Who’ll be chief mourner? I, said the dove.

So it was time for a war-room again, this time concerning some Iron-Age cemeteries. Often the first decision is about when it is time to stop collecting data and start to write up. The more data, the more solid the study. This meeting was much about that, what did we really want to investigate in these Iron-Age cemeteries, and how much more genetic data would we need to be able to reach a solid result? Preliminary data from some individuals are needed to discuss these issues, and we had enough for a discussion. But as the cemeteries were close to Östersund, the first thing we needed to do was to get there (as we thought it would be cool to have the meeting close to the sites). Flying is a good way, for us to Östersund, and for various doves doing dove-things in the air. But not at the same time, and not in the same place. Airplane wins over dove, but at the cost of turning back and getting the plane checked by technicians and safety-people. And of course, at the cost of the poor doves life. But after our pilot had killed two birds (!), we finally made it to Östersund.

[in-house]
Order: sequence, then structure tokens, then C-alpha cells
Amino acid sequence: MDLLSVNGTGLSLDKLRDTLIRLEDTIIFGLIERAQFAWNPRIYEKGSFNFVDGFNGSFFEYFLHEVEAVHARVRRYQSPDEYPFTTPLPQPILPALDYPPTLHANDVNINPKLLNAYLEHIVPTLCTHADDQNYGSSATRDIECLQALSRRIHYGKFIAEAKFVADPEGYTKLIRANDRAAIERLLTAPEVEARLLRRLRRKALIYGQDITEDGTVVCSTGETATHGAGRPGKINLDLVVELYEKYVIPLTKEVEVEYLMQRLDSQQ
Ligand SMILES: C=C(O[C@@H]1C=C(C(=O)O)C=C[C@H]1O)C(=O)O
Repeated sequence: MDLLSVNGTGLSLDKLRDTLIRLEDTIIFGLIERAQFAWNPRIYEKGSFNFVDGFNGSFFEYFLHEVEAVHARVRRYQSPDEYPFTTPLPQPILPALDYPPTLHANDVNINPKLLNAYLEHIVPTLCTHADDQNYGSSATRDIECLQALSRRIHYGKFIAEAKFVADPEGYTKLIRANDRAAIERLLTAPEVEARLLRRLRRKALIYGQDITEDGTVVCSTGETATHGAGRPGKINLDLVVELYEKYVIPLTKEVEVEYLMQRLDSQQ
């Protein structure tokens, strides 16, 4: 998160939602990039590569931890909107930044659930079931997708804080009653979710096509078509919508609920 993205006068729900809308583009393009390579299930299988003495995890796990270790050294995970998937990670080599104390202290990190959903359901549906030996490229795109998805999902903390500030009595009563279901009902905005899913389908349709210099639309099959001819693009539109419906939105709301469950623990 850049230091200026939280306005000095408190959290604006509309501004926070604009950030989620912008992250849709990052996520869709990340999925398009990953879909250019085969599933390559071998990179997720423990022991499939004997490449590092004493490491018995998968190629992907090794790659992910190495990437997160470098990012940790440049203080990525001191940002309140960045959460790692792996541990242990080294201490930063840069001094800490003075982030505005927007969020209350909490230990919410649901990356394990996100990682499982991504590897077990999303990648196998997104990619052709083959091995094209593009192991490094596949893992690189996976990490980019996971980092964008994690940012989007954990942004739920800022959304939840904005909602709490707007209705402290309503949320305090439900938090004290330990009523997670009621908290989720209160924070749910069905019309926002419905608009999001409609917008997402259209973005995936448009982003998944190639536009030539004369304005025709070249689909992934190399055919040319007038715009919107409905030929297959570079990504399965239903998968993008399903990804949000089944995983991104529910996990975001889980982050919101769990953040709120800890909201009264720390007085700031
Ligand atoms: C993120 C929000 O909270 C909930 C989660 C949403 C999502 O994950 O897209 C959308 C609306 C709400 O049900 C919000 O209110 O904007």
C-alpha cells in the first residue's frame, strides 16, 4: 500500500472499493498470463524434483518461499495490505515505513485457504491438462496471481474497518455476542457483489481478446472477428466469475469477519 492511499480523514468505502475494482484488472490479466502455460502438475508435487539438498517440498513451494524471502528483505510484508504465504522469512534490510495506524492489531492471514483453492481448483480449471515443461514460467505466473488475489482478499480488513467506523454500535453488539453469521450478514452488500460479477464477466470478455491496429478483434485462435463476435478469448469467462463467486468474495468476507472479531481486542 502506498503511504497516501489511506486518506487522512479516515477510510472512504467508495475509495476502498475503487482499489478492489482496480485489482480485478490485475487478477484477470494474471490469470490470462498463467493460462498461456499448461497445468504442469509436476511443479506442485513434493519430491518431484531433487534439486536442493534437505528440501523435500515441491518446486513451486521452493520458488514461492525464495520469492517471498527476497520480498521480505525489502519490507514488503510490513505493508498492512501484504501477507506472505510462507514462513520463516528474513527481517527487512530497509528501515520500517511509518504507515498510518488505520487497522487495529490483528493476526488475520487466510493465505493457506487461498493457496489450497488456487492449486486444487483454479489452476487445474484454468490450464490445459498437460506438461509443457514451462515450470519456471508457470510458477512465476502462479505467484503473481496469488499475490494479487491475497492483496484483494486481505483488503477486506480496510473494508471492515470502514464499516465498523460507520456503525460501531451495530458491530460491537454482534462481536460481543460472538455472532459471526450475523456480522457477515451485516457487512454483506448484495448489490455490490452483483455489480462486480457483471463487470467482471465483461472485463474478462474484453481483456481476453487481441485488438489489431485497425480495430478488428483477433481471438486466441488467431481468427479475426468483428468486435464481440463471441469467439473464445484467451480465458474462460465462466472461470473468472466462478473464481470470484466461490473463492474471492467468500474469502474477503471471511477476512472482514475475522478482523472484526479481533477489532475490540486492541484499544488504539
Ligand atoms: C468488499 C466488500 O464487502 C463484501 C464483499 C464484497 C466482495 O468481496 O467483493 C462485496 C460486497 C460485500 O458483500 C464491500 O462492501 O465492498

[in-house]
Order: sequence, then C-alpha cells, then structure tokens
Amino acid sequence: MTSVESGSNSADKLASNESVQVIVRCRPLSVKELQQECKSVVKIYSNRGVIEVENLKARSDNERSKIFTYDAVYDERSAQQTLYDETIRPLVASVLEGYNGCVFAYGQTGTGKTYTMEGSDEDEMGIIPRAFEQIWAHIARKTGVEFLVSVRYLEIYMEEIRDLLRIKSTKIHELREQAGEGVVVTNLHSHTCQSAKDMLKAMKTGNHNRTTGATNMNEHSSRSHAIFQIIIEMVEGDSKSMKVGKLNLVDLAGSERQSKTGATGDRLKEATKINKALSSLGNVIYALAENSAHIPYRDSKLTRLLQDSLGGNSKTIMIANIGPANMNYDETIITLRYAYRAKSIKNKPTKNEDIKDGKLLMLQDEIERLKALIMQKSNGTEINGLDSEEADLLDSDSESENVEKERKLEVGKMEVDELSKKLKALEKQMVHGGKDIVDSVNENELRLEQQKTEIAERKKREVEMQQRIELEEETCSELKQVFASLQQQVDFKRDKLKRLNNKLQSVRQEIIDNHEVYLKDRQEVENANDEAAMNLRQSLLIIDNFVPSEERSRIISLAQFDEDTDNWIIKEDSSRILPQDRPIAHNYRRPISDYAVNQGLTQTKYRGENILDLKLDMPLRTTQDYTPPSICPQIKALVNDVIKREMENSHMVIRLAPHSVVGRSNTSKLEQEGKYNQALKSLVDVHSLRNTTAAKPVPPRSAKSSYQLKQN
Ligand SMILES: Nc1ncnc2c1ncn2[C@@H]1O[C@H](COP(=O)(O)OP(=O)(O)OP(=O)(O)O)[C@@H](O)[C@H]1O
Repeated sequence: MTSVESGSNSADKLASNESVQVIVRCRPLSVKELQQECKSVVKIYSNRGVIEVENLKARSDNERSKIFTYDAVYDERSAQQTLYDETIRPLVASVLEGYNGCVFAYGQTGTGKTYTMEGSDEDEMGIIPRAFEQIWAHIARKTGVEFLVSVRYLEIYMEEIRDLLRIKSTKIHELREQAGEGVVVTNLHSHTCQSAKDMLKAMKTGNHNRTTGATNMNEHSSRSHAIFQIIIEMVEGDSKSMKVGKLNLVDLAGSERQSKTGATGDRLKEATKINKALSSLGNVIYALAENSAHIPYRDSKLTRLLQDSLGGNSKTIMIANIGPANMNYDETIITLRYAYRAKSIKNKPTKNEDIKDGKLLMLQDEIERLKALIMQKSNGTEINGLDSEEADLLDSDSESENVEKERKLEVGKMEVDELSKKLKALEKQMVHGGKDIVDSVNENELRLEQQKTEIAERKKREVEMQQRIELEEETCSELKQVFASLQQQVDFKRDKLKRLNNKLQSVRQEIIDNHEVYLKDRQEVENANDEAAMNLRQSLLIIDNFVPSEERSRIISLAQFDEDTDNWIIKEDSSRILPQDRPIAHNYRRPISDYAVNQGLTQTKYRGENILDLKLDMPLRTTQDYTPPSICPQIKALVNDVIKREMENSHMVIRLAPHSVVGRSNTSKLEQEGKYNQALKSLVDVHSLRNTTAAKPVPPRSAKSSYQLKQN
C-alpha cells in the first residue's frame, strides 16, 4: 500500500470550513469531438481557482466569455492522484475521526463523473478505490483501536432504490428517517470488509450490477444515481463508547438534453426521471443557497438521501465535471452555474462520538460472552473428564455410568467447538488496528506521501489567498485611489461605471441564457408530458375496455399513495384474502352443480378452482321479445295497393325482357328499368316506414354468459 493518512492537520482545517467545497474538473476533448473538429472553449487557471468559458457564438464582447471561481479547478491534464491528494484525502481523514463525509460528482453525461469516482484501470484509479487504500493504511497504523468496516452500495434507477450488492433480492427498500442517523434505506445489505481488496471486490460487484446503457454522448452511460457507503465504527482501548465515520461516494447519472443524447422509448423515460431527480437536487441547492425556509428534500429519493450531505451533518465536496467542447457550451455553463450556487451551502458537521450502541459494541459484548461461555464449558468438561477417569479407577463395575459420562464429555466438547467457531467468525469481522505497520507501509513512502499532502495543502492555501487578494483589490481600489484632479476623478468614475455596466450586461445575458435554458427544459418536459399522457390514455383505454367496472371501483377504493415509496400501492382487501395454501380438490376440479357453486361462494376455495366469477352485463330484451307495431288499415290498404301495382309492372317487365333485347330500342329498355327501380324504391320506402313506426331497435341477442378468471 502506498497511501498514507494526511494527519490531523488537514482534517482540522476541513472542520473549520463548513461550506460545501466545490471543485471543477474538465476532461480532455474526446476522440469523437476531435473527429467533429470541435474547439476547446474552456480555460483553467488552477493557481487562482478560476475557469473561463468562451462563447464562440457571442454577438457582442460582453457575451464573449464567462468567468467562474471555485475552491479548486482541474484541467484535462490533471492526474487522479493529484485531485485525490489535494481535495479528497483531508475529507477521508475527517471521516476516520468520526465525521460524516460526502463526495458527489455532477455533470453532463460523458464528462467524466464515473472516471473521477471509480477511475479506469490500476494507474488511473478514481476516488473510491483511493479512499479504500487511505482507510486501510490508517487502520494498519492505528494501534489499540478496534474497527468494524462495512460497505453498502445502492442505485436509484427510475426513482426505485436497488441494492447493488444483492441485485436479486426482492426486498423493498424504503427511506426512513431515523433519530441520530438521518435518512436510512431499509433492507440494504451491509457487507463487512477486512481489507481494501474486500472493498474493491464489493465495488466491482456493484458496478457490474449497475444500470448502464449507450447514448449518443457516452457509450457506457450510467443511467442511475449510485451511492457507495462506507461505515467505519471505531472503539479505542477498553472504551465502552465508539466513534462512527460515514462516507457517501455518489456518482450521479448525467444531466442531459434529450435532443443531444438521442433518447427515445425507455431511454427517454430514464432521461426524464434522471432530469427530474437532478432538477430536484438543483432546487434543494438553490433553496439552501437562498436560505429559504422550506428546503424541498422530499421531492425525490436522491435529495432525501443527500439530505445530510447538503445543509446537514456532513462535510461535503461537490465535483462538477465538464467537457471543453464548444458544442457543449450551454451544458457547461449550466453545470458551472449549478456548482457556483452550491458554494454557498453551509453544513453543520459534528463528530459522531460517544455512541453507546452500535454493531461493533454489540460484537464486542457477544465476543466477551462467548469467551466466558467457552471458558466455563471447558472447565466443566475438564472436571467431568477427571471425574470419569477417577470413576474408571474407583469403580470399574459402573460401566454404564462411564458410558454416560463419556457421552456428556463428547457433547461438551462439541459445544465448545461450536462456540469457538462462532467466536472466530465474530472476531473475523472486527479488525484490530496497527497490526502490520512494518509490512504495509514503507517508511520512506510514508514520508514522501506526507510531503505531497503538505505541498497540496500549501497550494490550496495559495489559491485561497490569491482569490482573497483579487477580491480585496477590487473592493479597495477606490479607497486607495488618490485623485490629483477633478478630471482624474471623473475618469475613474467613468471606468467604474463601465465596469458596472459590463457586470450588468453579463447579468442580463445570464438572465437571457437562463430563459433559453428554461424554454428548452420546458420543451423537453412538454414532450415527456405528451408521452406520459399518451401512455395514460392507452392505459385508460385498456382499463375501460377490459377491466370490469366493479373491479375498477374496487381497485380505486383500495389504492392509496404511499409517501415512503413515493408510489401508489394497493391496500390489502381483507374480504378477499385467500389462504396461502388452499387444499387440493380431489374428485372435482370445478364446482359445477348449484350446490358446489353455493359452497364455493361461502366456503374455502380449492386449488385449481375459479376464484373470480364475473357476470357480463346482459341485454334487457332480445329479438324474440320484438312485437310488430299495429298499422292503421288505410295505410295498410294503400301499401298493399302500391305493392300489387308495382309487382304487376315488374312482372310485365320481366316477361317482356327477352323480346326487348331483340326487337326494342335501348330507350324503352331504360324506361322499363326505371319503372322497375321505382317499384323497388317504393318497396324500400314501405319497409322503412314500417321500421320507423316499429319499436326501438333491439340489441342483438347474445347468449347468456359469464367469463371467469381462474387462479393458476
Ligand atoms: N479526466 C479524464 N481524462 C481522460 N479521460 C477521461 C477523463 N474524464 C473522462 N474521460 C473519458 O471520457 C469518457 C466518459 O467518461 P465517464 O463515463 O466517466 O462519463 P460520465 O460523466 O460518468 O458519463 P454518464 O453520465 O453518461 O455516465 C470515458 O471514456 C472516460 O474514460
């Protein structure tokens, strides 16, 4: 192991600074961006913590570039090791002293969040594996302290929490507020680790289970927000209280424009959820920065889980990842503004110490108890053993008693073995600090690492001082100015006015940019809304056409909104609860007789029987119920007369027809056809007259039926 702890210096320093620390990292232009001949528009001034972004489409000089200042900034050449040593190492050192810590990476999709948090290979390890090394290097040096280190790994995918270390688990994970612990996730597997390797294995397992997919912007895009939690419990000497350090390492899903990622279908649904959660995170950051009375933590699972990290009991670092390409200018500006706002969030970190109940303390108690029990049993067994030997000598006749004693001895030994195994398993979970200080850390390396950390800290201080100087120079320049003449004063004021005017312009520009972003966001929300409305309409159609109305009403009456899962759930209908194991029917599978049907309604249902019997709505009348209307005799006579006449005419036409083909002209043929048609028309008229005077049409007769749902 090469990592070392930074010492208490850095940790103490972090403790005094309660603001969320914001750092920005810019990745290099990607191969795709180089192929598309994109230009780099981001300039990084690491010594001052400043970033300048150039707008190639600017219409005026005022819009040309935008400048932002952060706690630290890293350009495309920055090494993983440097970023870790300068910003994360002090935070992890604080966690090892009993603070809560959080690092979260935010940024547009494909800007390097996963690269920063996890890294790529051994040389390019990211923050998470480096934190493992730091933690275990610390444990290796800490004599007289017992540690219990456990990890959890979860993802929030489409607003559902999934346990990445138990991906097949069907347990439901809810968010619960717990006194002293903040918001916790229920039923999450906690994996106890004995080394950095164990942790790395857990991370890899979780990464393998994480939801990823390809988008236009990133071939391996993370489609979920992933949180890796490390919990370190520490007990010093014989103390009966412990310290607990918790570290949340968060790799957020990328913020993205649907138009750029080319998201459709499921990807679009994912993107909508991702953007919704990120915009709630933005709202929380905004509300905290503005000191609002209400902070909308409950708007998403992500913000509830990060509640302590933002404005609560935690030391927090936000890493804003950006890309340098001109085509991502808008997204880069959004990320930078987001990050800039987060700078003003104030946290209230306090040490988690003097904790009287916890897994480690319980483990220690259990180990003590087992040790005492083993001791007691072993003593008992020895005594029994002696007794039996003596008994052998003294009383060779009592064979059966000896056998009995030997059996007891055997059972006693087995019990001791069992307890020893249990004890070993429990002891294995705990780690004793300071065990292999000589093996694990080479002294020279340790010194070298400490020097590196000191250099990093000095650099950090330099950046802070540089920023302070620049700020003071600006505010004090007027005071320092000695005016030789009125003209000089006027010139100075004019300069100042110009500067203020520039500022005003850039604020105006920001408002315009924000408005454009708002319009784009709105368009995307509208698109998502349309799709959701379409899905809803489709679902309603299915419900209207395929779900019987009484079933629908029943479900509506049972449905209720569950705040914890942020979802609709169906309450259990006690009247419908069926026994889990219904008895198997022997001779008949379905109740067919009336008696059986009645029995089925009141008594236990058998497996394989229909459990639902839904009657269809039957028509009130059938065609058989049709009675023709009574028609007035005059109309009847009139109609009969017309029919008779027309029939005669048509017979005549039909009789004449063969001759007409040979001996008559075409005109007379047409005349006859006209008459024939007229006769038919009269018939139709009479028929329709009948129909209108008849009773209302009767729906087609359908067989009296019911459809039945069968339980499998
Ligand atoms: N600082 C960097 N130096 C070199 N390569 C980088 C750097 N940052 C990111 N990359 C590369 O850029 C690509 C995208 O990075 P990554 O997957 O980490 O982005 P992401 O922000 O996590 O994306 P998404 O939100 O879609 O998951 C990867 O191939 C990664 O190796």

There, on the shady side under the window and across the joint are the blood-trails from one of the poor doves.


I have said it before and I will say it again, those war-rooms are the most stimulating parts of the research-process. A room full of geneticists, archaeologists, and osteologists trying to make sense of and interpret data. Looking at it from different angles. Coming with possible and impossible suggestions. Trying to read out the past from our results. It is really cool to be involved in this. As our pilot on the flight back home was less blood-thirsty, we did not kill any more birds, and made it safe back to Stockholm without any more blood-shed.

Jan is leading the war-room on the Iron-Age cemeteries.